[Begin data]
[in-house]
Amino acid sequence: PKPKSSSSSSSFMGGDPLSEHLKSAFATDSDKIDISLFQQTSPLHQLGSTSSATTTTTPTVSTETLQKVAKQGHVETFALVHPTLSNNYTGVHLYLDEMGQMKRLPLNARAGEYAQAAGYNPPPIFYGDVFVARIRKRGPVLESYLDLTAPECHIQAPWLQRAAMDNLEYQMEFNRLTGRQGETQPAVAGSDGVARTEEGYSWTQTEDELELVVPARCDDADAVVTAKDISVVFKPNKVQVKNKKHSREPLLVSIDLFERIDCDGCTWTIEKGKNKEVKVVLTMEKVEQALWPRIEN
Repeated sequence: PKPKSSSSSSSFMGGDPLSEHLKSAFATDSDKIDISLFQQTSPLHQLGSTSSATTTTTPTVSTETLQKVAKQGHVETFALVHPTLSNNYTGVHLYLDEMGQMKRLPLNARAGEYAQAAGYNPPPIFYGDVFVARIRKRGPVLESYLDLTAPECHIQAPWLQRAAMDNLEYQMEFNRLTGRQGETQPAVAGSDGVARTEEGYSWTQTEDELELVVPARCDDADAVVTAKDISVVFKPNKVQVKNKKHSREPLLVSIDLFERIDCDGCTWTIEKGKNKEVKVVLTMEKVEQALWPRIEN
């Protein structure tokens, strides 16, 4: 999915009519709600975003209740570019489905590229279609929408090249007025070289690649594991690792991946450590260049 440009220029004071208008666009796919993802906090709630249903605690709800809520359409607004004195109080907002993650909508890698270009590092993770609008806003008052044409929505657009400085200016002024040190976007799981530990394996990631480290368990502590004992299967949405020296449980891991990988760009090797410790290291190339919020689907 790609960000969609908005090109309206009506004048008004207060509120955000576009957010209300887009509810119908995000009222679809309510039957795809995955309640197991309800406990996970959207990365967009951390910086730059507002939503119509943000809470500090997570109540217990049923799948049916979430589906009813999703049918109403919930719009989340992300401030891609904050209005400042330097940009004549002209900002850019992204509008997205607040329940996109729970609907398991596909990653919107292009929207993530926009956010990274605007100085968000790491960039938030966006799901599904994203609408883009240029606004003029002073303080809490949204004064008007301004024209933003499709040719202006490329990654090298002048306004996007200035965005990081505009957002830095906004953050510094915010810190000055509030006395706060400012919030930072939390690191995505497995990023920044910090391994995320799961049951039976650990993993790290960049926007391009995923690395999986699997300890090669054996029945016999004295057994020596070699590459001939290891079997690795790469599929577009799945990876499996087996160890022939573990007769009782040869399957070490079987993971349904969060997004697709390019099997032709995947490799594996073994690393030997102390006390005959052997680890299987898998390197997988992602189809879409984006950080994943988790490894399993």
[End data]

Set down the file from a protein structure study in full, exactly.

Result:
[in-house]
Amino acid sequence: PKPKSSSSSSSFMGGDPLSEHLKSAFATDSDKIDISLFQQTSPLHQLGSTSSATTTTTPTVSTETLQKVAKQGHVETFALVHPTLSNNYTGVHLYLDEMGQMKRLPLNARAGEYAQAAGYNPPPIFYGDVFVARIRKRGPVLESYLDLTAPECHIQAPWLQRAAMDNLEYQMEFNRLTGRQGETQPAVAGSDGVARTEEGYSWTQTEDELELVVPARCDDADAVVTAKDISVVFKPNKVQVKNKKHSREPLLVSIDLFERIDCDGCTWTIEKGKNKEVKVVLTMEKVEQALWPRIEN
Repeated sequence: PKPKSSSSSSSFMGGDPLSEHLKSAFATDSDKIDISLFQQTSPLHQLGSTSSATTTTTPTVSTETLQKVAKQGHVETFALVHPTLSNNYTGVHLYLDEMGQMKRLPLNARAGEYAQAAGYNPPPIFYGDVFVARIRKRGPVLESYLDLTAPECHIQAPWLQRAAMDNLEYQMEFNRLTGRQGETQPAVAGSDGVARTEEGYSWTQTEDELELVVPARCDDADAVVTAKDISVVFKPNKVQVKNKKHSREPLLVSIDLFERIDCDGCTWTIEKGKNKEVKVVLTMEKVEQALWPRIEN
């Protein structure tokens, strides 16, 4: 999915009519709600975003209740570019489905590229279609929408090249007025070289690649594991690792991946450590260049 440009220029004071208008666009796919993802906090709630249903605690709800809520359409607004004195109080907002993650909508890698270009590092993770609008806003008052044409929505657009400085200016002024040190976007799981530990394996990631480290368990502590004992299967949405020296449980891991990988760009090797410790290291190339919020689907 790609960000969609908005090109309206009506004048008004207060509120955000576009957010209300887009509810119908995000009222679809309510039957795809995955309640197991309800406990996970959207990365967009951390910086730059507002939503119509943000809470500090997570109540217990049923799948049916979430589906009813999703049918109403919930719009989340992300401030891609904050209005400042330097940009004549002209900002850019992204509008997205607040329940996109729970609907398991596909990653919107292009929207993530926009956010990274605007100085968000790491960039938030966006799901599904994203609408883009240029606004003029002073303080809490949204004064008007301004024209933003499709040719202006490329990654090298002048306004996007200035965005990081505009957002830095906004953050510094915010810190000055509030006395706060400012919030930072939390690191995505497995990023920044910090391994995320799961049951039976650990993993790290960049926007391009995923690395999986699997300890090669054996029945016999004295057994020596070699590459001939290891079997690795790469599929577009799945990876499996087996160890022939573990007769009782040869399957070490079987993971349904969060997004697709390019099997032709995947490799594996073994690393030997102390006390005959052997680890299987898998390197997988992602189809879409984006950080994943988790490894399993």